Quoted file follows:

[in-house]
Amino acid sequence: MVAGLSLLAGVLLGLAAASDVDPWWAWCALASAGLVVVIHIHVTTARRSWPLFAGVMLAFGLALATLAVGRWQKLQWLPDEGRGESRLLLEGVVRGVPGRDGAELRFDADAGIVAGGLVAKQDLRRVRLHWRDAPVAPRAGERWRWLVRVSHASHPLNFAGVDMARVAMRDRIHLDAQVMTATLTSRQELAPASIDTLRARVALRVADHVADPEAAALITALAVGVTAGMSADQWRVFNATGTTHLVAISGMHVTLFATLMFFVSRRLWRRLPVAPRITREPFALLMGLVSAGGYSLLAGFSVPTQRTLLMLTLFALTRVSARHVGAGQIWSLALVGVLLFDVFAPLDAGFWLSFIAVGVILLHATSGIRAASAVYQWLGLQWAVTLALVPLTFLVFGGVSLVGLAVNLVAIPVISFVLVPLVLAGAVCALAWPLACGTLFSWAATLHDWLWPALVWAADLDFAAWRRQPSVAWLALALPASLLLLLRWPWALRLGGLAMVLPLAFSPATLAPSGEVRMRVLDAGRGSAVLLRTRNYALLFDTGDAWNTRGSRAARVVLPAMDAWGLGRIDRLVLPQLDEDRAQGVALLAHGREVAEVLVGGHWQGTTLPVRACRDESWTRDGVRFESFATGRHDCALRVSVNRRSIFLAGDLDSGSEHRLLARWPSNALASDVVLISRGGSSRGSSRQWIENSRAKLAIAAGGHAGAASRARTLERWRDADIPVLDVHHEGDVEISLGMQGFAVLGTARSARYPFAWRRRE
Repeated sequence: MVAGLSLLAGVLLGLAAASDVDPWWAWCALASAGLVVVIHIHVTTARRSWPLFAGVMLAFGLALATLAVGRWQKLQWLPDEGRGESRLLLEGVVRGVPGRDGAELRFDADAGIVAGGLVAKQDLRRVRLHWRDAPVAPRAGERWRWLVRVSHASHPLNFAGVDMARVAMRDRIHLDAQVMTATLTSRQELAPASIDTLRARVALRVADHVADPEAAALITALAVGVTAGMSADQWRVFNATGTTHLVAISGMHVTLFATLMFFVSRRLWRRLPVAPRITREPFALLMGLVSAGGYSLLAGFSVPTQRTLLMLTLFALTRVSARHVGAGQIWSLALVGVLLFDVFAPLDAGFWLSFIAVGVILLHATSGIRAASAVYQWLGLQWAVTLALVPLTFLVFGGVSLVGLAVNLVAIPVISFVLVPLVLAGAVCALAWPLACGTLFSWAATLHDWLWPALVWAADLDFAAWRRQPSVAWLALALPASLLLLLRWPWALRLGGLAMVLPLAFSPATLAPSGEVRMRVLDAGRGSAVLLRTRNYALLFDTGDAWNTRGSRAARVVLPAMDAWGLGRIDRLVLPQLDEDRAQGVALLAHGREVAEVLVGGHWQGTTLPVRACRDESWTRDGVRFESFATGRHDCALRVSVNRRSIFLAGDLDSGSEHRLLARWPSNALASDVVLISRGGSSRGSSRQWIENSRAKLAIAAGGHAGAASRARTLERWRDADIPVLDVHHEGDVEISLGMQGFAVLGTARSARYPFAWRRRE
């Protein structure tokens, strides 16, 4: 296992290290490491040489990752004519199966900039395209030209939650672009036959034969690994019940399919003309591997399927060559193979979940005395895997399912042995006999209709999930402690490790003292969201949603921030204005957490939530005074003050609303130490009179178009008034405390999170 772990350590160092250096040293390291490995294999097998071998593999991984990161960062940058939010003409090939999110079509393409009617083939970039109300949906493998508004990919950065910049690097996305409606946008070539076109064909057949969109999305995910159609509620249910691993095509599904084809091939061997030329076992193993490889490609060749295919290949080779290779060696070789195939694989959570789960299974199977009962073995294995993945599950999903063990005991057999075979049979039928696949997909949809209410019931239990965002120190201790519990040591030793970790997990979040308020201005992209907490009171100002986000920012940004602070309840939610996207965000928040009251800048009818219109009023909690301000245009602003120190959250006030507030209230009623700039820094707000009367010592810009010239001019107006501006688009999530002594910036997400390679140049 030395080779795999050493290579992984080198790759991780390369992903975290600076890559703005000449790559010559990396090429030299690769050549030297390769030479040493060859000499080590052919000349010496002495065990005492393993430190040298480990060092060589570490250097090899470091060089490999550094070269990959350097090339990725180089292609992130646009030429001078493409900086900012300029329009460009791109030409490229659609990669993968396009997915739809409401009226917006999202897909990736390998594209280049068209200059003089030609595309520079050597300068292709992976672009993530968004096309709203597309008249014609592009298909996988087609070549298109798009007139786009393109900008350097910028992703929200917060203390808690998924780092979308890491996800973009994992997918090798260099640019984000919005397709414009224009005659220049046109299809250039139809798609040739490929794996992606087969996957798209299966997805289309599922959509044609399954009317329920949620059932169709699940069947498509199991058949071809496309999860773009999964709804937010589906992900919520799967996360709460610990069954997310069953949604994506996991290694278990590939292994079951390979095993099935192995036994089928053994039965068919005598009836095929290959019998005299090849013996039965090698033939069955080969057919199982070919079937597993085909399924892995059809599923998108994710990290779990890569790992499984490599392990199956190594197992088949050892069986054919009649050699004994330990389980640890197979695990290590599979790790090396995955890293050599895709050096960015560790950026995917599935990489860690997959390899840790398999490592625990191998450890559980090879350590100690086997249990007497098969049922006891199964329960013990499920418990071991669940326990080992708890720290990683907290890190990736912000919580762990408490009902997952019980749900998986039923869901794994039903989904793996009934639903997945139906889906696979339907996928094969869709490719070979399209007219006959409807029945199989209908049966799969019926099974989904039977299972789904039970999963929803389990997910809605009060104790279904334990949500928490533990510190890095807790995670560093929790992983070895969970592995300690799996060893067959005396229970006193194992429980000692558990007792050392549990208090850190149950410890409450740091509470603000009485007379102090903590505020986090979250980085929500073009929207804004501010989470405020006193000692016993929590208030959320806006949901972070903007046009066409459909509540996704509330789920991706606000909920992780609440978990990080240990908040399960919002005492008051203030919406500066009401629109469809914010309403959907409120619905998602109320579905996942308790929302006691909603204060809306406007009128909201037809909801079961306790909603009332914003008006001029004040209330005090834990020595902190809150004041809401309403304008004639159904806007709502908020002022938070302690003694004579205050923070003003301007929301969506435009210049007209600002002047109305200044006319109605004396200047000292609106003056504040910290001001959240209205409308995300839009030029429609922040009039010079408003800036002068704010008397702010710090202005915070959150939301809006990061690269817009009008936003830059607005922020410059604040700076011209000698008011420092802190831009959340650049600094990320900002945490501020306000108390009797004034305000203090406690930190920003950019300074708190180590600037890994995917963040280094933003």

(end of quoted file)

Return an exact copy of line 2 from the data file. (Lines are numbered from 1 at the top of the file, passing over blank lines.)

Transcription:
Amino acid sequence: MVAGLSLLAGVLLGLAAASDVDPWWAWCALASAGLVVVIHIHVTTARRSWPLFAGVMLAFGLALATLAVGRWQKLQWLPDEGRGESRLLLEGVVRGVPGRDGAELRFDADAGIVAGGLVAKQDLRRVRLHWRDAPVAPRAGERWRWLVRVSHASHPLNFAGVDMARVAMRDRIHLDAQVMTATLTSRQELAPASIDTLRARVALRVADHVADPEAAALITALAVGVTAGMSADQWRVFNATGTTHLVAISGMHVTLFATLMFFVSRRLWRRLPVAPRITREPFALLMGLVSAGGYSLLAGFSVPTQRTLLMLTLFALTRVSARHVGAGQIWSLALVGVLLFDVFAPLDAGFWLSFIAVGVILLHATSGIRAASAVYQWLGLQWAVTLALVPLTFLVFGGVSLVGLAVNLVAIPVISFVLVPLVLAGAVCALAWPLACGTLFSWAATLHDWLWPALVWAADLDFAAWRRQPSVAWLALALPASLLLLLRWPWALRLGGLAMVLPLAFSPATLAPSGEVRMRVLDAGRGSAVLLRTRNYALLFDTGDAWNTRGSRAARVVLPAMDAWGLGRIDRLVLPQLDEDRAQGVALLAHGREVAEVLVGGHWQGTTLPVRACRDESWTRDGVRFESFATGRHDCALRVSVNRRSIFLAGDLDSGSEHRLLARWPSNALASDVVLISRGGSSRGSSRQWIENSRAKLAIAAGGHAGAASRARTLERWRDADIPVLDVHHEGDVEISLGMQGFAVLGTARSARYPFAWRRRE